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Here’s a nutcracker for you!

Would you believe what I just learned last Sunday; we have hazel nuts growing here in Finland! They are seriously growing wild right here in the area where I have lived nearly all of my life, but no one ever told me nuts can survive in the rough Finnish climate. I have always assumed nuts require much more exotic environment to be able to produce fruits.

In Finnish language the word ‘hasselpähkinä’ a.k.a ‘hazel nut’ is most often used for the edible seed of the fruit that hazel tree produces. The tree itself is actually called a bush, ‘European nut bush’, if I translated it word by word. I just love Finnish language.

Do you know what I love even more? Nuts!

So, I learned all this last Sunday when I went to write a news article about the biggest nut plantation in the whole of Finland; and apparently the only one.  None of the people in our editorial office had heard of hazel nuts growing in Finland, not only on a plantation but also wild in nature.

The nursery garden called Vakka-Taimi with 400 hazel nut trees is located in a small municipality of Pyhäranta in southwest of Finland. As I was writing a story for a local newspaper, I obviously had a professional photographer with me. Pekka Lehmuskallio was kind enough to give me a permission to use his photographs. Please make sure you won’t do the same, at least not without asking.

Here's a nutcracker for you! Go nuts for Finnish nuts | Live now – dream later travel blog

All photos in this post: © Pekka Lehmuskallio

Well, even if I didn’t know earlier that we have hazel nuts growing here in Finland, I have bought and had them many times. And to be honest, out of all nuts, hazel nuts have always been the ones I favour the least. For some reason I have never liked the taste of them.

Until I had a chance to taste local ones.

The nuts sold in grocery shops are not Finnish ones. Maybe in some rare cases, but normally they are brought from the other side of the world. And I guess it’s quite obvious that a local production always beats the product shipped from thousands of miles away.

I love hazel nuts after all! The taste is amazing.

And so was the nut garden. Vakka-Taimi in Pyhäranta is apparently the only garden in Finland with a natural local nut tree plantation. The smallest trees there were probably two meters high, but the biggest ones reached from 6 to 7 meters up in the air. Even if we call it as a bush in Finnish language, to me the plant really seemed more like a tree.

Here's a nutcracker for you! Go nuts for Finnish nuts | Live now – dream later travel blog

At first it was very difficult to find any nuts at all, but once your eye got used to it, you realized there are plenty of them everywhere. Funny enough, I also realized I have never before even thought how nuts grow. In a tree, in a bush… for me they have only grown in my local grocery store’s nut stand. I went completely nuts!

Now you are probably wondering how could you pick nuts that are growing at seven meters. Well, in Vakka-Taimi they had made hooks out of old fishing rods. With this ‘hook’ they were able to reach the highest branches and bend them down to such level that you could pick the nuts.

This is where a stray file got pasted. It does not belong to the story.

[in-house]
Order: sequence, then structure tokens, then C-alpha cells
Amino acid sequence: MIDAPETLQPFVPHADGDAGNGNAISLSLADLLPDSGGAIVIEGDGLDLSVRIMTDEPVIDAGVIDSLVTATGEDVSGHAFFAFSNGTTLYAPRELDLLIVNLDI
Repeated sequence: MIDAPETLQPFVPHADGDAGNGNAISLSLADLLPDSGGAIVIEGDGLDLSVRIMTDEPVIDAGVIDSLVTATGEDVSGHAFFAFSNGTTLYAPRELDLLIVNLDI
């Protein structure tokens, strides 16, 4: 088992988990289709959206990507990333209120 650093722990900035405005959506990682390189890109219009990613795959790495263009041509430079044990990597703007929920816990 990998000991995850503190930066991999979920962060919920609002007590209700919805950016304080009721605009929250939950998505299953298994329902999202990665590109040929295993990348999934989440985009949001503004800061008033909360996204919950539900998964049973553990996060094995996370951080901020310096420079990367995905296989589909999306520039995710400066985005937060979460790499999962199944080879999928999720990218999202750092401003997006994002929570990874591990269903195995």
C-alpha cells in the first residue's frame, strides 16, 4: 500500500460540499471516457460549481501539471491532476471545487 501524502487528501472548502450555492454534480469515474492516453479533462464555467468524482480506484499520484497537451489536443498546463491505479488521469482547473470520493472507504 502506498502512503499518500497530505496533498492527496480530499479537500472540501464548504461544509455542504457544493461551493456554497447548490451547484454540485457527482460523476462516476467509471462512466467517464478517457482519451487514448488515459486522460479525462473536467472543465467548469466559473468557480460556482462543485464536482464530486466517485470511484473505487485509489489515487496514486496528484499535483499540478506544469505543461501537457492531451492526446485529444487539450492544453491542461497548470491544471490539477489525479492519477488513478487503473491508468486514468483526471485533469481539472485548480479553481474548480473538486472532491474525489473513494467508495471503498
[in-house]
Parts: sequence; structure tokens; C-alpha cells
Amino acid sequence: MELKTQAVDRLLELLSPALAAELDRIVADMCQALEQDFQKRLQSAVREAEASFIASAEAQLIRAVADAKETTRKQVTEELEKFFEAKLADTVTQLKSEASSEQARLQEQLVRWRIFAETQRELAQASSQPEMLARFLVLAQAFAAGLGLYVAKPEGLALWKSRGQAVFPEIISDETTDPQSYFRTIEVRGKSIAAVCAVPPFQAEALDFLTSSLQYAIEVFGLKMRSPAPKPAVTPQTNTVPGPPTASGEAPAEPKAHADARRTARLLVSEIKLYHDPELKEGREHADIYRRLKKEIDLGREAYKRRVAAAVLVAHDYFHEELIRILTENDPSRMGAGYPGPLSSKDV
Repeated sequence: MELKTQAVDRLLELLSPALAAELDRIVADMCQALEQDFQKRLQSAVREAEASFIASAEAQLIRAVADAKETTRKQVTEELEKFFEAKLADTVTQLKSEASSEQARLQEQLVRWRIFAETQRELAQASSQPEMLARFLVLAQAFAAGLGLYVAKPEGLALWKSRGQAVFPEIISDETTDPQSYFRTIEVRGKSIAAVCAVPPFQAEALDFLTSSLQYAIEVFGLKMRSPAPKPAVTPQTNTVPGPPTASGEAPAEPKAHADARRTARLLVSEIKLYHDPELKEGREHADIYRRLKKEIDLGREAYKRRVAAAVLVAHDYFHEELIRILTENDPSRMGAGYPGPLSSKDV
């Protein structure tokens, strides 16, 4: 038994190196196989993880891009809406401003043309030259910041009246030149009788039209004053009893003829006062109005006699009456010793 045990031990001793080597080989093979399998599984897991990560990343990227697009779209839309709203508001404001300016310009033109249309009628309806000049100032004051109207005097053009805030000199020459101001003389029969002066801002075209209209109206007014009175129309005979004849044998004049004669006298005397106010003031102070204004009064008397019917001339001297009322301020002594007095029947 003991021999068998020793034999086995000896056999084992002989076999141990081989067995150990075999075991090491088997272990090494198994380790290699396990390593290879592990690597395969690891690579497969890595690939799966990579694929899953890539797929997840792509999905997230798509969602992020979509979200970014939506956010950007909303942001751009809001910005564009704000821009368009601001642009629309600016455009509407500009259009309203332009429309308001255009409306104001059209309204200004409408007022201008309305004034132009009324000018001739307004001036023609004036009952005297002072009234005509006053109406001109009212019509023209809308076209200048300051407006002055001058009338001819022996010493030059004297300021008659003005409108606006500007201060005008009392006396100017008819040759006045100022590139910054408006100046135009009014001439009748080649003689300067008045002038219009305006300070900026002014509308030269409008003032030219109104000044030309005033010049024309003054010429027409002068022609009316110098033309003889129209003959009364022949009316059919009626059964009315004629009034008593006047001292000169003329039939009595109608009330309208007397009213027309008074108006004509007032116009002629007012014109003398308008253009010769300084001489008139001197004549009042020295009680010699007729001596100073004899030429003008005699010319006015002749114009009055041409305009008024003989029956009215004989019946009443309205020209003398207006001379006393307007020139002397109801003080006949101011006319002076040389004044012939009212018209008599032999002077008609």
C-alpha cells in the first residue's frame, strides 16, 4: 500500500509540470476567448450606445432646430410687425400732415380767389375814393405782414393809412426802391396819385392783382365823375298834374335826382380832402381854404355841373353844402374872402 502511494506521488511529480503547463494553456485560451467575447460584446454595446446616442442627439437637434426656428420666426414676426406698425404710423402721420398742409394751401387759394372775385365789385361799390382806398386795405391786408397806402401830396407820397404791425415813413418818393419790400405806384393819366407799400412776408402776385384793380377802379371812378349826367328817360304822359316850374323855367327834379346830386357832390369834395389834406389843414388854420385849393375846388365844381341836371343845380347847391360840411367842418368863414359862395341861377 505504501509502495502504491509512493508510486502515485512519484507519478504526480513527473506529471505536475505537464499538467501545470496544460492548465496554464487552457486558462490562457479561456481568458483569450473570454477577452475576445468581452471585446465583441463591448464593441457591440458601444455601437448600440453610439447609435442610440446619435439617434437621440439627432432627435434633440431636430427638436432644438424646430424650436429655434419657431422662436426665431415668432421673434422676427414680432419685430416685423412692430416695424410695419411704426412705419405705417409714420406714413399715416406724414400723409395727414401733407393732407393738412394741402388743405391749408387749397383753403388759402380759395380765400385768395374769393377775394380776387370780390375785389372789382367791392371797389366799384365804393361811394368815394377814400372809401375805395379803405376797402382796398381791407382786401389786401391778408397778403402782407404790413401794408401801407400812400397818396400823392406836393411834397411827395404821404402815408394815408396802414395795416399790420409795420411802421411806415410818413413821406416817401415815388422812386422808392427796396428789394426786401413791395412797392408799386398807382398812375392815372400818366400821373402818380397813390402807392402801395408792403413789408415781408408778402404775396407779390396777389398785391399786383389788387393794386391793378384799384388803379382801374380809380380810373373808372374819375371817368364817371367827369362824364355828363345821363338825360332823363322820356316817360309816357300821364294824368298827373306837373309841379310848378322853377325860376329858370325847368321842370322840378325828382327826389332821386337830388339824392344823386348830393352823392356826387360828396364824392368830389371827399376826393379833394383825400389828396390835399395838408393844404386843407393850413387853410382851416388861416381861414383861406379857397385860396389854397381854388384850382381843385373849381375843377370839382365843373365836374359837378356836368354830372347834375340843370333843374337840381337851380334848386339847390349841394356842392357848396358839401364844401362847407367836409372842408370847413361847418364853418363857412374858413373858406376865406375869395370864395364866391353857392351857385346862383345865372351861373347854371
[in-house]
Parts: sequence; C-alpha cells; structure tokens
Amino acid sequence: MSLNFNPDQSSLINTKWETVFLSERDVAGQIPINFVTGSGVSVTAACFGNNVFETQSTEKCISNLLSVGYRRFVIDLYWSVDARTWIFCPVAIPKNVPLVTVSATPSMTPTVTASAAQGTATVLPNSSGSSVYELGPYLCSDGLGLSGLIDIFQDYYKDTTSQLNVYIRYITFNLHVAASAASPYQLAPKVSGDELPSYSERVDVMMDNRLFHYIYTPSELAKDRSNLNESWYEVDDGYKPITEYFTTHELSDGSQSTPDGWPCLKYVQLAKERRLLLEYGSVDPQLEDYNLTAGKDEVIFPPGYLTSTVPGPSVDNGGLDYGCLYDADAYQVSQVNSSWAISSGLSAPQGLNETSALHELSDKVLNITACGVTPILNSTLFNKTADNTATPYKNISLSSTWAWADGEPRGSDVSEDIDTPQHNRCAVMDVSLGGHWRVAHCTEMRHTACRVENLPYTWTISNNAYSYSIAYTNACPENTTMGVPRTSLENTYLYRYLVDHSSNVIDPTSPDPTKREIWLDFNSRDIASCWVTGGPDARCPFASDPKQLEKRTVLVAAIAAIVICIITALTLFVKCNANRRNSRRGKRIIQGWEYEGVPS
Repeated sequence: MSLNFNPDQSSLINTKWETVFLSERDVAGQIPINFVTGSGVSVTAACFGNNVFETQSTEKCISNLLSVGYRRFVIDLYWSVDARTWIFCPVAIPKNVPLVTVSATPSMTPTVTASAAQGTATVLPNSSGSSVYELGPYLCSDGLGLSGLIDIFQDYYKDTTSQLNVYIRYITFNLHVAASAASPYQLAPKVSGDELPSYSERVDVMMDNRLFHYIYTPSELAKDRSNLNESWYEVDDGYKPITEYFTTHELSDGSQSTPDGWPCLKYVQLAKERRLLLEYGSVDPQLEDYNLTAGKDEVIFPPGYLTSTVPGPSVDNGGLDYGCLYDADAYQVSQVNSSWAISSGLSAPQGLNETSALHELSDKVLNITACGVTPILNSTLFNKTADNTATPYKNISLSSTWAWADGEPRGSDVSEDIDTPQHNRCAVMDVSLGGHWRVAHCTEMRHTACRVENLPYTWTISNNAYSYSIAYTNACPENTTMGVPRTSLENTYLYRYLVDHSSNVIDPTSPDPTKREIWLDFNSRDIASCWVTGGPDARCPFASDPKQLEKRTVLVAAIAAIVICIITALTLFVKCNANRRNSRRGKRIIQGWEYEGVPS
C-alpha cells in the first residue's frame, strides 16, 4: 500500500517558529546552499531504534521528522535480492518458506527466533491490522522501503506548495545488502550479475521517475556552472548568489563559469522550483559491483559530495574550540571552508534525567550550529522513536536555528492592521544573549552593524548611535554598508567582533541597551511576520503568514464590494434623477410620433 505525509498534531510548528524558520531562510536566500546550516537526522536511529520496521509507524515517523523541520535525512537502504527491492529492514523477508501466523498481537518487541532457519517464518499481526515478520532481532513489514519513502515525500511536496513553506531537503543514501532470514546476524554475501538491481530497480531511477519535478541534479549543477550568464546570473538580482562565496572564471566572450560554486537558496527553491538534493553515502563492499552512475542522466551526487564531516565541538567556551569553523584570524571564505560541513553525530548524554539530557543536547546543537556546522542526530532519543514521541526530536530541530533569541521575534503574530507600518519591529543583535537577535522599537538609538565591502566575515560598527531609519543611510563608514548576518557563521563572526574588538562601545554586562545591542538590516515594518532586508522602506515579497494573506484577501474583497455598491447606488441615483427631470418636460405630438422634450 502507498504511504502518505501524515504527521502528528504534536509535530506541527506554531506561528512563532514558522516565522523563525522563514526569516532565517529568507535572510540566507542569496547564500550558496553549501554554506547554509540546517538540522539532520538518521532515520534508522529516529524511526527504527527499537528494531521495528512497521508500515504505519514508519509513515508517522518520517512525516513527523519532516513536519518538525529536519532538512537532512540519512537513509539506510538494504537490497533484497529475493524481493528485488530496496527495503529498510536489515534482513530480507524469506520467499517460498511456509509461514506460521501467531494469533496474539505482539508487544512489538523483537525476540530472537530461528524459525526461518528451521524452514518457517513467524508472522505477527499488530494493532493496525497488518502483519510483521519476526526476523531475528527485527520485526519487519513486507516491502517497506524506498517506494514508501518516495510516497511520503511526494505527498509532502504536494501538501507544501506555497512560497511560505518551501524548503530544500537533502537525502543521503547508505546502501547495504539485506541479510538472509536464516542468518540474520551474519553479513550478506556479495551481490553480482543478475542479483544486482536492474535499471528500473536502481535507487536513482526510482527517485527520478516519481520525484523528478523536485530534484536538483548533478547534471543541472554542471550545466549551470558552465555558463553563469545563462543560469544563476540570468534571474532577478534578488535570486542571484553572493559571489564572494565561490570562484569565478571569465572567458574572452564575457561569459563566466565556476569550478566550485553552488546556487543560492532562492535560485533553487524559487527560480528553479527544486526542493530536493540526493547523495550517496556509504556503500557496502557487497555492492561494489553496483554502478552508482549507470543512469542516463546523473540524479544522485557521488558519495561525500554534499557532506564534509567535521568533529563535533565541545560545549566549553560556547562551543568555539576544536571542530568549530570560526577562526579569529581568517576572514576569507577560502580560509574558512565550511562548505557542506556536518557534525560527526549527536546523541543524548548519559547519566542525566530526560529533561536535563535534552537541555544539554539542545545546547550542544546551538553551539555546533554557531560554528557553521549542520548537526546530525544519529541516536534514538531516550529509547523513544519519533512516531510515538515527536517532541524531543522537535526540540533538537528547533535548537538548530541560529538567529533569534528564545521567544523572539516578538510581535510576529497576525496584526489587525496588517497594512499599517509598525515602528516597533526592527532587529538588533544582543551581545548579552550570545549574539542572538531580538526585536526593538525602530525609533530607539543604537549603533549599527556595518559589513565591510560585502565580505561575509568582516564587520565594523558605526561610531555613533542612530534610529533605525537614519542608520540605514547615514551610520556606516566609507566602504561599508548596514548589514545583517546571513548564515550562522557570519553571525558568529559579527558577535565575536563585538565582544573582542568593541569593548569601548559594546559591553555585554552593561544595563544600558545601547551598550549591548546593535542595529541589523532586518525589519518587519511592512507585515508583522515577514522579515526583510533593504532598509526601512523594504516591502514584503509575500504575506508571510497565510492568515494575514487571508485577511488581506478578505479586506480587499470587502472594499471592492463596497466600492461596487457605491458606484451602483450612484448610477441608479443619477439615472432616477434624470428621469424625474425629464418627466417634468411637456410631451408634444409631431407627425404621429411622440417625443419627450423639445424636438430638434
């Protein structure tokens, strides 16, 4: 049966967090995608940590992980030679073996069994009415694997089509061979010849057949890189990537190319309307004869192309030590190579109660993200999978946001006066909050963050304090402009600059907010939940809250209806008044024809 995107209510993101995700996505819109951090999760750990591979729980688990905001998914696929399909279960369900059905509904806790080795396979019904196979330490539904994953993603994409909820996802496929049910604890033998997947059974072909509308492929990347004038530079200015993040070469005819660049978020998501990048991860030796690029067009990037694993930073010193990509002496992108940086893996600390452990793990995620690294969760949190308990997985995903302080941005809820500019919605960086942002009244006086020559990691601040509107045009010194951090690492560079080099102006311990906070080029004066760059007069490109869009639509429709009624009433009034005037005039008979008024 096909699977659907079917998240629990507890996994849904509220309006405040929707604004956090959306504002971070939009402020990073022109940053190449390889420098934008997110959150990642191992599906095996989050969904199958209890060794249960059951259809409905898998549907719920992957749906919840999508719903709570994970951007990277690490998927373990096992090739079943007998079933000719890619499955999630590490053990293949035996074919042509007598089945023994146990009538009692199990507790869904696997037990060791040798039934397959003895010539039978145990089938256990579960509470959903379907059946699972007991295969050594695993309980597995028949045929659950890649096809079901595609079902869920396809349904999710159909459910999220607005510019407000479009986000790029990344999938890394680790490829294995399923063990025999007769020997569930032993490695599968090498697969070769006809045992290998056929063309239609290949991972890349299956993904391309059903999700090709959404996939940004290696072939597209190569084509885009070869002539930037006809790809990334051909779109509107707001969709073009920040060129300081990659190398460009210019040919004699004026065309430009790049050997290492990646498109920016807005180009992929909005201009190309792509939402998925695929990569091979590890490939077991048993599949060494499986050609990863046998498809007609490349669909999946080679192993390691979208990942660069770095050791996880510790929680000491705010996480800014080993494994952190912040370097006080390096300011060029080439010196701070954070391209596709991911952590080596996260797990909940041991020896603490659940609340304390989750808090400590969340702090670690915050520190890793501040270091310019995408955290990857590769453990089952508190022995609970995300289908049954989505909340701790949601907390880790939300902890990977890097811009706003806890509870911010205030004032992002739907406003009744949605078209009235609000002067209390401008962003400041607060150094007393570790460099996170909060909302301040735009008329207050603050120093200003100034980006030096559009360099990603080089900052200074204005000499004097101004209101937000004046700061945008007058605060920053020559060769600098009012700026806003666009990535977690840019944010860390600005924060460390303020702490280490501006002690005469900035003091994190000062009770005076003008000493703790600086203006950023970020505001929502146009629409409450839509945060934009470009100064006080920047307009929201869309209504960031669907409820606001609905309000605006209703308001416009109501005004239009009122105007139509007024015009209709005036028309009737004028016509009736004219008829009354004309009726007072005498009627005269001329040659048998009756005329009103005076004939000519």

These Finnish hazel nuts are edible right away after picking and cracking, but the taste keeps developing for weeks. You could store them even for a year. Or two. I got to taste this year’s nuts and last year’s nuts and the difference was quite clear, as the one year old nuts had such a strong flavour. Oh boy, was that delicious! The taste was nothing like the ones sold in my local shop. The ones I have absolutely no idea where they are shipped from.

The best learning is yet to come: I could plant those nuts in my own garden! And I only need to wait for six to eight years to get something to eat from my own nut tree.

Yeah… it could be easier, or at least faster, to buy a young tree for planting. The most intriguing fact is that the tree I didn’t even know survives in Finland is apparently very easy to take care of. I was talking with several experts and they all convinced me the hazel nut tree can manage nearly in any kind of garden in this area, as long as it’s not planted right next to spruces. Apparently even I could manage to grow one, even if I’m not much of a gardener.

I wish so much I could have a little peek into the future and see where I will live eight years from today. I would go there already and plant my nuts in the garden!

Tässäpä pähkinä purtavaksi! Go nuts for Finnish nuts | Live now – dreHere's a nutcracker for you! | Live now – dream later travel blogam later -matkablogi

Isn’t it amazing how excited I can get about nuts!? And isn’t it amazing how a fact like this can stay as a secret for so many years.

I’m not the only one who didn’t know this, luckily. The owner of the nursery garden said the most of the people visiting in the garden are shocked just like I was. The visitors I met in the garden last Sunday said they don’t even know what the nut itself looks like. At least I knew that!

Would you have guessed nuts can grow this far north?

How about it, would you like to have some Finnish nuts?

Here's a nutcracker for you! Go nuts for Finnish nuts | Live now – dream later travel blog

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Here's a nutcracker for you! | Live now – dream later travel blog


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Saana

The girl behind the blog is a Finnish travel and outdoor enthusiastic with a huge passion for writing and fulfilling dreams. When I'm not abroad, I'm showing you the best of beautiful Finland. My heart lies in the archipelago of Satakunta and Rauma area in the South-West of Finland.

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